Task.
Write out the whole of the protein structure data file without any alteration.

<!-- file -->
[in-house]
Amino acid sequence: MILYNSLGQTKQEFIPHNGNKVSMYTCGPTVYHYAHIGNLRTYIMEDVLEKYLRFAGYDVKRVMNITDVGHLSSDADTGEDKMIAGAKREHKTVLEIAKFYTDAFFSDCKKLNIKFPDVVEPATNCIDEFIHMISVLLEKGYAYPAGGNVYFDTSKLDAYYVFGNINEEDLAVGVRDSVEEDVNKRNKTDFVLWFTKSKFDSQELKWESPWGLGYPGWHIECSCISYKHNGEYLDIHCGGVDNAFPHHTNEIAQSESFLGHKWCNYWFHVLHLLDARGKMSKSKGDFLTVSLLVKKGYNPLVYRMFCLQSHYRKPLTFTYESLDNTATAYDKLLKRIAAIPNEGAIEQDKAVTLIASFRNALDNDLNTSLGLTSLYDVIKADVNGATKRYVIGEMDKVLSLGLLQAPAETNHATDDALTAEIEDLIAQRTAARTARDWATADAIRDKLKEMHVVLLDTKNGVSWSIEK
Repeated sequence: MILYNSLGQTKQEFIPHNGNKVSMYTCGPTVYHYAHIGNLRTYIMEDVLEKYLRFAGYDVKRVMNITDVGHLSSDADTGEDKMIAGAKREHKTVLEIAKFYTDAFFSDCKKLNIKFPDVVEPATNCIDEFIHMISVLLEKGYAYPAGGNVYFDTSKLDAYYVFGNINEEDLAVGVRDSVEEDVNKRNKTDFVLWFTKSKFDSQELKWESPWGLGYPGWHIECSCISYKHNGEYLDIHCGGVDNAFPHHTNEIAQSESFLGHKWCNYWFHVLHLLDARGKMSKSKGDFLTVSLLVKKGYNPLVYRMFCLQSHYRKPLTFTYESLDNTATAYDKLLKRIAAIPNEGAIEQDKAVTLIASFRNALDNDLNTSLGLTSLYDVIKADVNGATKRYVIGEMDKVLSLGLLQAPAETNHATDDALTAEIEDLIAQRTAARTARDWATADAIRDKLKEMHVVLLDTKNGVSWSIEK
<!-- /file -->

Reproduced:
[in-house]
Amino acid sequence: MILYNSLGQTKQEFIPHNGNKVSMYTCGPTVYHYAHIGNLRTYIMEDVLEKYLRFAGYDVKRVMNITDVGHLSSDADTGEDKMIAGAKREHKTVLEIAKFYTDAFFSDCKKLNIKFPDVVEPATNCIDEFIHMISVLLEKGYAYPAGGNVYFDTSKLDAYYVFGNINEEDLAVGVRDSVEEDVNKRNKTDFVLWFTKSKFDSQELKWESPWGLGYPGWHIECSCISYKHNGEYLDIHCGGVDNAFPHHTNEIAQSESFLGHKWCNYWFHVLHLLDARGKMSKSKGDFLTVSLLVKKGYNPLVYRMFCLQSHYRKPLTFTYESLDNTATAYDKLLKRIAAIPNEGAIEQDKAVTLIASFRNALDNDLNTSLGLTSLYDVIKADVNGATKRYVIGEMDKVLSLGLLQAPAETNHATDDALTAEIEDLIAQRTAARTARDWATADAIRDKLKEMHVVLLDTKNGVSWSIEK
Repeated sequence: MILYNSLGQTKQEFIPHNGNKVSMYTCGPTVYHYAHIGNLRTYIMEDVLEKYLRFAGYDVKRVMNITDVGHLSSDADTGEDKMIAGAKREHKTVLEIAKFYTDAFFSDCKKLNIKFPDVVEPATNCIDEFIHMISVLLEKGYAYPAGGNVYFDTSKLDAYYVFGNINEEDLAVGVRDSVEEDVNKRNKTDFVLWFTKSKFDSQELKWESPWGLGYPGWHIECSCISYKHNGEYLDIHCGGVDNAFPHHTNEIAQSESFLGHKWCNYWFHVLHLLDARGKMSKSKGDFLTVSLLVKKGYNPLVYRMFCLQSHYRKPLTFTYESLDNTATAYDKLLKRIAAIPNEGAIEQDKAVTLIASFRNALDNDLNTSLGLTSLYDVIKADVNGATKRYVIGEMDKVLSLGLLQAPAETNHATDDALTAEIEDLIAQRTAARTARDWATADAIRDKLKEMHVVLLDTKNGVSWSIEK